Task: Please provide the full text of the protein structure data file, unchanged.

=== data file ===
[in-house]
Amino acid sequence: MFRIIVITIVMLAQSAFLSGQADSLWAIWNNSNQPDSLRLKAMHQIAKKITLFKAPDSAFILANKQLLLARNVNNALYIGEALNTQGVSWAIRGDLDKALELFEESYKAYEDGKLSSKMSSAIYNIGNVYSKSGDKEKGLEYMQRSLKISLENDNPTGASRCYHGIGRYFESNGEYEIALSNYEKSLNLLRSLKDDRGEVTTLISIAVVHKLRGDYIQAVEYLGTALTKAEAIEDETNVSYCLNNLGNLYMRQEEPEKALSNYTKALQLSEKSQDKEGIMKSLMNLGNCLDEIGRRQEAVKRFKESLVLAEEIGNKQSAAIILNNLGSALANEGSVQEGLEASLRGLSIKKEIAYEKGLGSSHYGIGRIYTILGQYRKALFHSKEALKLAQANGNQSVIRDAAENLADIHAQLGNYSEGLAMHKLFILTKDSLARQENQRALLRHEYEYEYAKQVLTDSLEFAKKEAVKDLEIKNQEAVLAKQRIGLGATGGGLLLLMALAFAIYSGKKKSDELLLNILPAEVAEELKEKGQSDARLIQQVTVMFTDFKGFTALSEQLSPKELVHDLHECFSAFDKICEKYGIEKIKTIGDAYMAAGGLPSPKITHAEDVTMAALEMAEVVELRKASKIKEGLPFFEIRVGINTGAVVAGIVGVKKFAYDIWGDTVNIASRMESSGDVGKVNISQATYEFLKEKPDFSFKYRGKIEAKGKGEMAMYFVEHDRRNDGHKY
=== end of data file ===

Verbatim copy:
[in-house]
Amino acid sequence: MFRIIVITIVMLAQSAFLSGQADSLWAIWNNSNQPDSLRLKAMHQIAKKITLFKAPDSAFILANKQLLLARNVNNALYIGEALNTQGVSWAIRGDLDKALELFEESYKAYEDGKLSSKMSSAIYNIGNVYSKSGDKEKGLEYMQRSLKISLENDNPTGASRCYHGIGRYFESNGEYEIALSNYEKSLNLLRSLKDDRGEVTTLISIAVVHKLRGDYIQAVEYLGTALTKAEAIEDETNVSYCLNNLGNLYMRQEEPEKALSNYTKALQLSEKSQDKEGIMKSLMNLGNCLDEIGRRQEAVKRFKESLVLAEEIGNKQSAAIILNNLGSALANEGSVQEGLEASLRGLSIKKEIAYEKGLGSSHYGIGRIYTILGQYRKALFHSKEALKLAQANGNQSVIRDAAENLADIHAQLGNYSEGLAMHKLFILTKDSLARQENQRALLRHEYEYEYAKQVLTDSLEFAKKEAVKDLEIKNQEAVLAKQRIGLGATGGGLLLLMALAFAIYSGKKKSDELLLNILPAEVAEELKEKGQSDARLIQQVTVMFTDFKGFTALSEQLSPKELVHDLHECFSAFDKICEKYGIEKIKTIGDAYMAAGGLPSPKITHAEDVTMAALEMAEVVELRKASKIKEGLPFFEIRVGINTGAVVAGIVGVKKFAYDIWGDTVNIASRMESSGDVGKVNISQATYEFLKEKPDFSFKYRGKIEAKGKGEMAMYFVEHDRRNDGHKY